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Hondo's Daybill and One Sheet Q&A [Re-Titled]

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  • dedeposterdedeposter Member Posts: 118 ✭✭ One-Sheeter
    I'd say full colour was produced first, then duotone. Wouldn't make sense the other way around.
  • HONDOHONDO Member Posts: 9,338 ✭✭✭✭✭✭ Le Grande Collector
    I'd say full colour was produced first, then duotone. Wouldn't make sense the other way around.
    Yes this makes perfect sense that the full colour  W & B Litho one was the poster produced for the Australian October 1, 1981 first release ( IMDB ). 

    Actually certain facts that I have noticed do help regarding both the posters timelines.  The MAPS version has 'Distributed By United Internationl Pictures' printed on it, but the W & B version doesn't have this information printed on the poster at all. 

    Some history regarding UIP. Originally Cinema International Corporation ( CIC ) was formed to release Universal and Paramount product overseas in 1970 and lasted until 1981.Then on November 1,1981 the company was reorganised as United International Pictures ( UIP ). Prior to the merger United Artists product was distributed overseas by their own branches, including Australia, but then after the merger 1981 UA profuct was handed by UIP overseas. 

    As Eye Of The Needle was released in Australia a month before the merger, it would be safe to say then that the W & B Litho daybill was the one that would have been printed for the Australian 1981 first release commencing October 1,  1981, as it is pre UIP involvement. The MAPS version containing the UIP credit therefore certainly would have to then be a second printing of the poster.
      
    Lawrence
  • HONDOHONDO Member Posts: 9,338 ✭✭✭✭✭✭ Le Grande Collector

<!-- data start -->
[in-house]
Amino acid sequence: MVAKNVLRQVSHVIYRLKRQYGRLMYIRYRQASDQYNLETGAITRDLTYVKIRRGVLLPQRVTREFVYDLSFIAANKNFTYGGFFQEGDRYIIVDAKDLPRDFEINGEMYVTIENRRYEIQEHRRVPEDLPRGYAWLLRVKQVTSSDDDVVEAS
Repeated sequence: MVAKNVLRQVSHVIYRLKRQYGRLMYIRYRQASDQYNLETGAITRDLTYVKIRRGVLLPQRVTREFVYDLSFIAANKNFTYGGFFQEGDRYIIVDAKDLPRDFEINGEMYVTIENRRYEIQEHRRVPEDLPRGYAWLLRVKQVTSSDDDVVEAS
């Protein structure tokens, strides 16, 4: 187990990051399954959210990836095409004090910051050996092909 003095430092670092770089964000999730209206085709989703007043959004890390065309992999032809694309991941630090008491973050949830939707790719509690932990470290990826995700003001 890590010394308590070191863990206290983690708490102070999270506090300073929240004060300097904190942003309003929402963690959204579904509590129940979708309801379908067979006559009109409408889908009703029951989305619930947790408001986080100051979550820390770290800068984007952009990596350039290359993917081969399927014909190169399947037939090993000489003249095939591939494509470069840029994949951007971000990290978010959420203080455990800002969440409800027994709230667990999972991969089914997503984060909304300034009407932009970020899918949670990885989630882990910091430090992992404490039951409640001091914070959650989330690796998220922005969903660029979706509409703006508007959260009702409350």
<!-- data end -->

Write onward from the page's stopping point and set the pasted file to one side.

Murder She Said... ( 1961 ) original Australian daybill and the same style poster that was censored for the New Zealand release.

    The interesting thing here is that it certainly appears to me that  the censoring of the original  tagline is in excess of any requirements that would have been requested by the N.Z. censorship department at that time. 

    On wonders the reason why two areas out of the three that were blacked out were completely just covering  over blank areas. By doing this, it just attracted more attention to the censoring of the poster. Had it only been the word ' strangler' covered over it would have surely attracted a little less attention. Was it perhaps altered this way to balance out the poster tagline presentation?

    Any other thoughts on why this would have taken place?


    Lawrence
  • HONDOHONDO Member Posts: 9,338 ✭✭✭✭✭✭ Le Grande Collector
    edited November 2020
                                                                                                             

    The Sundowners ( 1960 ). Australian release one sheet and daybill posters produced for the 1961 first release. Although both posters are credited as being from A & C printers the one sheet artwork is certainly far superior to the daybill artwork.



    The Sundowners was re-released in the late 1960s with the above daybill that was designed for this re-release titled only as Sundowners. I prefer this daybill design over the original produced daybill.


     

    Now to focus on this daybill version. Any thoughts as to when this poster may have been printed? Robert Mitchum looking a little sinister I must say.

    All four images courtesey of Ves, and originating from her wonderful Australian film poster collection.

    Lawrence
  • theartofmovieposterstheartofmovieposters Member Posts: 4,694 ✭✭✭✭✭ Elite Collector